How does reading improve your writing skills? Is there a novel that inspired you to write? Let me know in the comments below! I hope that you can apply some of this advice to your own stories in the future. Good luck with your writing, and happy reading!

A Love Letter to Agatha Christie

It’s finally March! There’s a hint of spring on the horizon, and the daffodils have started to peep through. March is not only the kick-off of spring. It’s also International Women’s Month. I wanted to highlight some female writers and protagonists this month. Why not start this month on a high note with one of the most famous female writers in the world? Agatha Christie is one of the most well-known mystery writers in history. With 80 works published during her writing career, she is an inspiration to writers.

I was first introduced to Agatha Christie in my teens by my grandmother. As a lover of English history and stories, she has the BBC Miss Marple and Hercule Poirot box sets. My grandmother told me all about the stories, and a bit about Agatha herself. When I was in college, I finally read an Agatha Christie novel. I still remember the intensity of reading And Then There Were None in my dorm room. Also, the irritated look of my roommate after I scared her half to death by throwing the novel across the room. Her stories are so well-plotted and rich that her plot twists make me angry. It’s baffling to me that she was able to write 80 works of this caliber!  

The stories I have read by Agatha are intriguing. Among the countless classics, there are some standouts that make her the Queen of the plot twist. Her plays, short stories, and novels are a wonderful study of how to build a good mystery. When I have a story idea wrapped in a mystery, I always want to build a story worthy of Agatha. Her masterful use of point-of-view and small details are a perfect study. I’ve read The Murder of Roger Ackroyd a few times for writing inspiration! I have only read seven of her stories, but I know that the other 73 will offer the same caliber of inspiration.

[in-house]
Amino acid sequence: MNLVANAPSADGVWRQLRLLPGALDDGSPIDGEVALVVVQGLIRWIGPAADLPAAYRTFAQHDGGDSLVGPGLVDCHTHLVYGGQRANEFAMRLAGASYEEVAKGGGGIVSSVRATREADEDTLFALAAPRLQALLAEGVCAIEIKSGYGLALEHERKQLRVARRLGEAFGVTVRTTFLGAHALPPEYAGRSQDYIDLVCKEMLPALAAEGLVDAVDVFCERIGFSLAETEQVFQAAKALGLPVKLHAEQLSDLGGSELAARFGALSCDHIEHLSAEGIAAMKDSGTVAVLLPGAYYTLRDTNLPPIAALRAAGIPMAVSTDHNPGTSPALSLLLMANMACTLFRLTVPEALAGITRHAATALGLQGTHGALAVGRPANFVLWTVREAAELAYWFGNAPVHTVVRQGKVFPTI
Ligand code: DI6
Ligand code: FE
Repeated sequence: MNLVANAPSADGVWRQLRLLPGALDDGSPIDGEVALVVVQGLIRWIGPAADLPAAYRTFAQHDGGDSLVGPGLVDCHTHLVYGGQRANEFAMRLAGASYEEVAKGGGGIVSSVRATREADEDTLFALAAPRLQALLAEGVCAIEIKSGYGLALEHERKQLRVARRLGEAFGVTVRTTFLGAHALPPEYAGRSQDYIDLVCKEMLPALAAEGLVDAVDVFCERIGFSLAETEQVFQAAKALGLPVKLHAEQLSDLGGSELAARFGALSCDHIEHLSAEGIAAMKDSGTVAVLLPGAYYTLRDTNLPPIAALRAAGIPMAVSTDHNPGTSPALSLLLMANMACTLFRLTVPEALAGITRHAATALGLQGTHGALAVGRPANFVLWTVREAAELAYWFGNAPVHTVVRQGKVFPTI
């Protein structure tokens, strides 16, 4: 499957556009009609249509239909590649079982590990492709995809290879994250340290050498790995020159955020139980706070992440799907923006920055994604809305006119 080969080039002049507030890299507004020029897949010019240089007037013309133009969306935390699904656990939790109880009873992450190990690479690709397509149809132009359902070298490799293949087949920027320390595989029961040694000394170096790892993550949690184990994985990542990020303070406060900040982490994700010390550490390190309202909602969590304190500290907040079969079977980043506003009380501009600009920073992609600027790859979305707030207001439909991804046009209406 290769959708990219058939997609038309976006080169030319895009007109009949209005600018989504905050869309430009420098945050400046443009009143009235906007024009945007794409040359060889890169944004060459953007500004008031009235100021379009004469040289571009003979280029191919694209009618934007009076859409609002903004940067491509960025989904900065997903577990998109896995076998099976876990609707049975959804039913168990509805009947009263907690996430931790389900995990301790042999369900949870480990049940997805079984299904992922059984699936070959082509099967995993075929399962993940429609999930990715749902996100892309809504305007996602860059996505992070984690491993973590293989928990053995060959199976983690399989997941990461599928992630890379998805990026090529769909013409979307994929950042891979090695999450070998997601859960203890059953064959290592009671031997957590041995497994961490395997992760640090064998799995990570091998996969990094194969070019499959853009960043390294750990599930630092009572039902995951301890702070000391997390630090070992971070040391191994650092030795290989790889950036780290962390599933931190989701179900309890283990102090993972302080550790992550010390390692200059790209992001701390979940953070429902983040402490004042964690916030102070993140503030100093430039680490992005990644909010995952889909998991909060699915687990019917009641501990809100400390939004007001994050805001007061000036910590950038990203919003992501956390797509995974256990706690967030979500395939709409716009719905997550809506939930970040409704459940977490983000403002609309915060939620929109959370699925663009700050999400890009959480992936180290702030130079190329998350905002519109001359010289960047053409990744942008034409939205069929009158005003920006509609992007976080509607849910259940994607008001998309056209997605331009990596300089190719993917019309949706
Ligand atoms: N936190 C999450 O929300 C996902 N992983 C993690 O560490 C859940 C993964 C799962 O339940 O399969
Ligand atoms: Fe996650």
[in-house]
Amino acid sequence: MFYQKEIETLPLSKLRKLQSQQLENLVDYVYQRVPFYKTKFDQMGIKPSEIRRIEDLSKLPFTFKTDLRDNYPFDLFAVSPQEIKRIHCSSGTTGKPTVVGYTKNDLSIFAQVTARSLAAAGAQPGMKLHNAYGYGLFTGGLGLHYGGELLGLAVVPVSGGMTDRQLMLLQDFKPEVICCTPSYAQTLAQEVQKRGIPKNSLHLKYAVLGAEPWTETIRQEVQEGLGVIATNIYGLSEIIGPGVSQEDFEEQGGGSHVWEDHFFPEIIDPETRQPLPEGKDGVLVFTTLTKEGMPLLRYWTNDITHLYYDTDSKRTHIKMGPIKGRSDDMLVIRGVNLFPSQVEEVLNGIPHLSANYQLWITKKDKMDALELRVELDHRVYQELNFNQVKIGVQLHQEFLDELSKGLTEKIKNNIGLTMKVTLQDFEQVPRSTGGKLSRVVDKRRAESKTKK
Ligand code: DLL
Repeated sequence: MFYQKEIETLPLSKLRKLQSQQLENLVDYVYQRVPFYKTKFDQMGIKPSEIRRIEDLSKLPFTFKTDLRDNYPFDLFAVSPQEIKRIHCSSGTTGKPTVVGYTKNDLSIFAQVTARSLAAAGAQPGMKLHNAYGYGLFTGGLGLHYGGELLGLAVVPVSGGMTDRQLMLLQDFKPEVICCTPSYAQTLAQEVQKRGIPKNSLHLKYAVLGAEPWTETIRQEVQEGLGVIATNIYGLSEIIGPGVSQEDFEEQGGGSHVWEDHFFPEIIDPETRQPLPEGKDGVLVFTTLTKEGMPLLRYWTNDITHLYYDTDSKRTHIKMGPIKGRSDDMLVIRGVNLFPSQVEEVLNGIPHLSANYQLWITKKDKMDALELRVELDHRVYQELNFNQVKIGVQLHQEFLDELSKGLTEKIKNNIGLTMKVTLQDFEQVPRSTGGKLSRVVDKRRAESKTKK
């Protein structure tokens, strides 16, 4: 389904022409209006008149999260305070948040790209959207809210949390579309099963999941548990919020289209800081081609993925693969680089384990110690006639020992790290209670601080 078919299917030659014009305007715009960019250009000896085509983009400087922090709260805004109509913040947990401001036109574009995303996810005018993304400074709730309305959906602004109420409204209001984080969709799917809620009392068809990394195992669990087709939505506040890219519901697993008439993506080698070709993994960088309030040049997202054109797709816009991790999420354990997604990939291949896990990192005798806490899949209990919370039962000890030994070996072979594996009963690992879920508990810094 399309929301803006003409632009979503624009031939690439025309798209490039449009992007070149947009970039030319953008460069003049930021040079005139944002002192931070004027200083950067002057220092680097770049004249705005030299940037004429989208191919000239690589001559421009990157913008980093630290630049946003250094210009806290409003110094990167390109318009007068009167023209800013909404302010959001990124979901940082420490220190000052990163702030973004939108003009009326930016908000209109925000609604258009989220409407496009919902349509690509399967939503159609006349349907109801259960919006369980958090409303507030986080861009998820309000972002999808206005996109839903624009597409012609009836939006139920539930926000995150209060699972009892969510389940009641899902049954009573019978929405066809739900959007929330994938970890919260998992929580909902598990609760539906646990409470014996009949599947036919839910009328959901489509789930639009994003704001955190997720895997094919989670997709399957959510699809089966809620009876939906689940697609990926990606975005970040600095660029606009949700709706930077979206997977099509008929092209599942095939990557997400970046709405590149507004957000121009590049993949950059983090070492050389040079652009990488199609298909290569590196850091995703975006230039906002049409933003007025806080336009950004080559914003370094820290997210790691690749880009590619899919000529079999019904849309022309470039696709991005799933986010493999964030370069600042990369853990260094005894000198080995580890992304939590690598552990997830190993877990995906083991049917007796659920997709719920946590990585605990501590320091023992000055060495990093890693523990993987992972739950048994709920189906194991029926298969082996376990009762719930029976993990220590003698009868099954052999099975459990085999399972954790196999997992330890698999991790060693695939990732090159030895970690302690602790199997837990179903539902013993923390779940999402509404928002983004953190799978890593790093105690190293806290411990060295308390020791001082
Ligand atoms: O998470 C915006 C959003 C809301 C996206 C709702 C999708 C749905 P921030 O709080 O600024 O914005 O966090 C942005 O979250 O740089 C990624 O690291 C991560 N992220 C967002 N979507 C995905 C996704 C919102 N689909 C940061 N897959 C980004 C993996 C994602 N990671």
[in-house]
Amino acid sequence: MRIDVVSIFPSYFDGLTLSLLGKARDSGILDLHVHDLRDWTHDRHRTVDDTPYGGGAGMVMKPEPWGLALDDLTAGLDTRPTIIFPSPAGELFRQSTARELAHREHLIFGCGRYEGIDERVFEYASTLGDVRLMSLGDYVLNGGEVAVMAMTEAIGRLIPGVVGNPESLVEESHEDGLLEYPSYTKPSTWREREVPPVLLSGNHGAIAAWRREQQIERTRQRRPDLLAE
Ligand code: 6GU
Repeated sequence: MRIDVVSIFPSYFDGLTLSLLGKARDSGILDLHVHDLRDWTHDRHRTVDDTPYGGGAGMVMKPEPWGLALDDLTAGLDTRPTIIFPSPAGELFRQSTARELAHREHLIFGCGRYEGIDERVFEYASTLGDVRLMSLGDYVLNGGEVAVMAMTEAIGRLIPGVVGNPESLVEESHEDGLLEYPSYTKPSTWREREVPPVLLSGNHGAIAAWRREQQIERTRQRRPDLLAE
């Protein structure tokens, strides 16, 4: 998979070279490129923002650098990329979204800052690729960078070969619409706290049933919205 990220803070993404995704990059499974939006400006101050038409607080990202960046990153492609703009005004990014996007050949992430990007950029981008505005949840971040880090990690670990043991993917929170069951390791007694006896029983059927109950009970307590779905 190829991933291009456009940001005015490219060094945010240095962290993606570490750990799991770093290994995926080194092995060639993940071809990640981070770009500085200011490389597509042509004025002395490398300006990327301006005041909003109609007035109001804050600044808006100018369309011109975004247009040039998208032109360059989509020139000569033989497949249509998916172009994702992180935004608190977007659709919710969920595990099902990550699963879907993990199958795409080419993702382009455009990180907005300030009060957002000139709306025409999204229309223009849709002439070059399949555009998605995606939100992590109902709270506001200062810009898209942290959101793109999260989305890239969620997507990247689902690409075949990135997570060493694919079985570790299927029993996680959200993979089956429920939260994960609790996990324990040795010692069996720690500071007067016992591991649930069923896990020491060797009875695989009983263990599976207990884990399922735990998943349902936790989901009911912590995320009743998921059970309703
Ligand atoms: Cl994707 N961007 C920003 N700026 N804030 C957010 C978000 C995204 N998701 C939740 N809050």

Agatha Christie herself is a woman full of mysteries and sharp wit. She came up with Hercule Poirot, one of her most famous detectives, in her twenties! Agatha also managed to completely disappear for 10 days before authorities found her. With all the information we know now, we still aren’t completely sure what happened.  She also worked on archeology digs around the Middle East with her second husband. During this time, she would write 3-4 books in a year. Can you imagine writing a high-caliber story like that in a year? Let alone three stories? She kept her pace going throughout WWII and didn’t slow down until her mid-50s.

Since Agatha first began writing she has become an iconic part of the mystery genre. Her characters are still referenced in pop culture today. Modern writers use her plots as inspiration for their stories. From tv to books, you can find the ghost of Agatha Christie almost anywhere. It’s inspiring that one of the most famous female authors in history wrote mysteries. The kind of stories that need a clever mind to create the story, and then hide the clues. One day, I hope that I can unlock that side of my brain and create wonderful stories. Until then, I’ll continue on my quest to read all her works. Maybe a line or character will spark something for me. It’s possible that with her guiding me, I can uncover a story of my own.

What Agatha Christie book is your favorite? Who is your favorite female author? Let me know in the comments below! I have so many others, but couldn’t resist an opportunity to fangirl over Agatha! If there are books by female authors that you would like to recommend, you can do so here. Thanks so much for reading, and happy International Women’s Month!

10 Harry Potter Quotes That are Super Relatable

Since its publication, Harry Potter has been a touchstone of popular culture. Like many iconic stories, the quotes of Harry Potter are everywhere. From words of encouragement during dark times to sassy one-liners, this series has it all. These quotes are somehow extremely relatable in the real world despite a disappointing lack of magic. Here are five situations where the sentiment of these quotes ring true:

  1. When you decide to question instructions from your boss or teacher.
  1. When you don’t want to do the thing and your friends try to help you get out of it.
  1. Any introvert who just wants to chill out and read their book for the 10th time.
  1. That feeling when you’re so tired that a burn just kind of slips out. Goodbye filter, hello sass master.
  1. When it’s hour six of studying for finals with your friends and you’re beyond done.
  1. When someone’s being super unclear for the 90th time and you’re done.
  1. When someone’s trying to convince you to do something stupid and you can see the “bad idea” sign flashing over their head.
  1. When you’re procrastinating but know your adult responsibilities are lurking.
  1. When you accidentally let a secret slip to a gossipmonger.
  1. When someone’s acting like a jerk and you’re the only one who seems to care.

What is your favorite Harry Potter quote?  Let me know in the comments below! There are so many gems that it was difficult to narrow it down to this list. With a sassy character like Harry as the main character, the relatable quotes are endless. When was the last time you read these books? It might be time to crack open the series again to re-experience these awesome characters. Happy reading!